As the Denver Post tied up some of the loose ends on the final Rockies roster, there were two passing mentions of what would be major news if it happened: the possibility of the team trading Tyler Colvin. While Reid Brignac has officially won out over DJ LeMahieu and Jonathan Herrera for the utility infield spot, there apparently remains a possibility that Herrera would crack the roster as an extra infielder if the team moved Colvin.
There have been whispers about a potential Colvin trade in the past few weeks, and the most recent mentions of it hardly qualify as more than continued whispers. Still, one cannot help but wonder if a trade might actually be in the works.
The case for trading Colvin
Colvin. Image: Rick Scuteri-USA TODAY Sports
Even with a woeful spring (.167 avg, 0 HR), trading Colvin now would capitalize on the opportunity to sell high. He posted a .858 OPS as a 2.3 WAR player last season, stellar numbers from a player who spent much of the year platooning in the outfield and at first base. The Rockies have a surplus of options at both of those positions, with the emergence of Eric Young Jr. as a 4th outfielder and Jordan Pacheco eager to snag spot starts at first. Because Colvin is a younger player, the Rockies might actually be able to get a decent return for him. When it comes to selling high, Colvin’s up and down career might provide extra incentive. It would give the team a chance to get something for him now in case he does regress (likely) or if his production craters as it did in 2011 (less likely, but a possibility).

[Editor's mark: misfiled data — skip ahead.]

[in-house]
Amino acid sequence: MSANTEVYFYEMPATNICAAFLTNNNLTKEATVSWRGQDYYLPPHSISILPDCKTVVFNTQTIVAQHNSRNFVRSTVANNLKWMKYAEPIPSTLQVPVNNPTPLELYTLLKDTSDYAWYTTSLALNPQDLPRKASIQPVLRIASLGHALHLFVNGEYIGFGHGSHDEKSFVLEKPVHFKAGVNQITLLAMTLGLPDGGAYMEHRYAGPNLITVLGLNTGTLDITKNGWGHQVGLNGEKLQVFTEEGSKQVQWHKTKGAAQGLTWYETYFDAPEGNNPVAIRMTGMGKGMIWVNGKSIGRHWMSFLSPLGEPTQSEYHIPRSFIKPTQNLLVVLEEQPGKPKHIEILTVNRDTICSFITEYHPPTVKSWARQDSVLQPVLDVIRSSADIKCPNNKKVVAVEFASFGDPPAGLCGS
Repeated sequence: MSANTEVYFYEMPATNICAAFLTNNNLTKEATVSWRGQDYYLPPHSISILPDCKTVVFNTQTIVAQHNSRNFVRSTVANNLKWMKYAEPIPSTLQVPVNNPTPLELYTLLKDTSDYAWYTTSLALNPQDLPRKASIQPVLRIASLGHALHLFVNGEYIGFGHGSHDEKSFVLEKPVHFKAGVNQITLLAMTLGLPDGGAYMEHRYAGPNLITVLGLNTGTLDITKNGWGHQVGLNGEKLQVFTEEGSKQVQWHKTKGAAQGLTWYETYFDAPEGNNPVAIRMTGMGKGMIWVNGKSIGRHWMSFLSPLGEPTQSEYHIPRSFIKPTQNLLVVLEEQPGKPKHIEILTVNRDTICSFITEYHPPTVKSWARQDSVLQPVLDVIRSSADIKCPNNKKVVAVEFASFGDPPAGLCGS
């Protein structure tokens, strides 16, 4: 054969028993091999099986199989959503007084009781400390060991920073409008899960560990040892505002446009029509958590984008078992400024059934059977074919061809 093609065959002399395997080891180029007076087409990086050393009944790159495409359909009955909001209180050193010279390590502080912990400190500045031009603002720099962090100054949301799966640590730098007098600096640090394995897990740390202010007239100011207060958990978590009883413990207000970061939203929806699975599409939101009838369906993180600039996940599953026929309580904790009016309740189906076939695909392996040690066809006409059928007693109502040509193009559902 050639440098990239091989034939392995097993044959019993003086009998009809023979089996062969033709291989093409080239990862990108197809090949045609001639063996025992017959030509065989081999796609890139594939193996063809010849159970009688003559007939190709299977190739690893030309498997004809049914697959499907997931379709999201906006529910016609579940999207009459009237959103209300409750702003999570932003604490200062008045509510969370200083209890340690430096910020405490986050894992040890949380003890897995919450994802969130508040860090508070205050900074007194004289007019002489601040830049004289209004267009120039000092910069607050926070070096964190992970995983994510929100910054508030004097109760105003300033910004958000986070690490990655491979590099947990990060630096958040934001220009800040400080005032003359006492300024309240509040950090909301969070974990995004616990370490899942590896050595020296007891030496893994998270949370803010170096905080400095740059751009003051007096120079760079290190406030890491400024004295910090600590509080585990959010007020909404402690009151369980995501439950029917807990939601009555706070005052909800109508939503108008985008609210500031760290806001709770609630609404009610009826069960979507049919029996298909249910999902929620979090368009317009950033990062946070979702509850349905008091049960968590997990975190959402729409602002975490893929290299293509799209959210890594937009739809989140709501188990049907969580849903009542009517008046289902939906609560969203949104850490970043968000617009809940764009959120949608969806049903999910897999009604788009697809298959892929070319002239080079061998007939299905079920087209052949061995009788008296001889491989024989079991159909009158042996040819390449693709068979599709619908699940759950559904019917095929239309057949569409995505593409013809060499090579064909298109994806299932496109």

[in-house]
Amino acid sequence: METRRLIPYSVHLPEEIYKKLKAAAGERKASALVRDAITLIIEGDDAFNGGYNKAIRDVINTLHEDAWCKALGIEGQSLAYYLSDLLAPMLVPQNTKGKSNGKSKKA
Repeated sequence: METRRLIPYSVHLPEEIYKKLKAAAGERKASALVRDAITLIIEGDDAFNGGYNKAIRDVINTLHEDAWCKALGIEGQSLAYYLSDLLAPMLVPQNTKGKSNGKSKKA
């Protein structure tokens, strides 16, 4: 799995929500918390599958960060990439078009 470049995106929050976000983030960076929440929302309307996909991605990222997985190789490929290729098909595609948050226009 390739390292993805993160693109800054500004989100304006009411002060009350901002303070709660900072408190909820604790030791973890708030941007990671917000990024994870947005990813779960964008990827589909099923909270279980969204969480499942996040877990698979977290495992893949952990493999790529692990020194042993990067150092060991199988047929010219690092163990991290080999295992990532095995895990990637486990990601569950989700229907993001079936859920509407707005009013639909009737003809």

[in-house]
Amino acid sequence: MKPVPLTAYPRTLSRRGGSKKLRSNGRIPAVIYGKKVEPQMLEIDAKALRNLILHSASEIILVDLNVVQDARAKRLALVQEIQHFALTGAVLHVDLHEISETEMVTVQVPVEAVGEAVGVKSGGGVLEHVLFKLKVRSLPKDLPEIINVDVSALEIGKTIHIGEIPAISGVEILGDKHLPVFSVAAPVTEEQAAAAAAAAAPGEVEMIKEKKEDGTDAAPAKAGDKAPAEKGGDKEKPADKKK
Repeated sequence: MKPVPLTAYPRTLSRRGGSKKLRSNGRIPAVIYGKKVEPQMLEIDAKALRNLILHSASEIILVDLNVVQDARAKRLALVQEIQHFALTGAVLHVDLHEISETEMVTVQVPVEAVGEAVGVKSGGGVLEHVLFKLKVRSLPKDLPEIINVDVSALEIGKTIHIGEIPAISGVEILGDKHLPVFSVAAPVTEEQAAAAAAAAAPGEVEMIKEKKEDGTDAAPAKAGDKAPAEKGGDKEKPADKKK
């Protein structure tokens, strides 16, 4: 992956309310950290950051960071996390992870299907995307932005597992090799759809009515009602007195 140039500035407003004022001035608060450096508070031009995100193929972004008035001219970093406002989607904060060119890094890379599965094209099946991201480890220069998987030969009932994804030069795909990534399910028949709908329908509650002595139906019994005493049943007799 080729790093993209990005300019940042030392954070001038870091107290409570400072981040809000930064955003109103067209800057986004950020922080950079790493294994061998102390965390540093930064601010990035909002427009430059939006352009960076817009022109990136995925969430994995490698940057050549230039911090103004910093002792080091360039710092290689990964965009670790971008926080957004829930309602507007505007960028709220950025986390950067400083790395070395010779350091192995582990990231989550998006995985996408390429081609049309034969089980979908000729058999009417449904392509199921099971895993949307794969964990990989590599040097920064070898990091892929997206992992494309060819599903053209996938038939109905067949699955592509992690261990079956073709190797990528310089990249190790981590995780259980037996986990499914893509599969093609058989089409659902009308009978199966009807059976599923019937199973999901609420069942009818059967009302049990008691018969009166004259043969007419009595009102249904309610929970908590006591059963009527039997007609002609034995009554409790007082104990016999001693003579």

The case against trading Colvin
He is a key part of the group of young hitters that emerged last season. None of the players who would replace Colvin have the power potential that he does. Indications last season were that Colvin had adjusted his swing so that it had fewer holes. It would put the team two not-unlikely injuries to Michael Cuddyer and Todd Helton from an everyday lineup with Young Jr. and Pacheco; Colvin is less of a drop-off than either of them and better equipped to start. His ceiling is simply too high, as indicated by those numbers from last season. In what seemed to be a swap of big-time disappointments with the Cubs, Colvin took advantage of his opportunity in Colorado while Ian Stewart fell apart in Chicago. The Rockies should keep Colvin and reap the benefits of that trade. The team wants pitching in return in a trade, and even with Colvin being more valuable, they probably would not get enough to feel good about a deal.
So Rox Pilers, should the Rockies try to trade Tyler Colvin?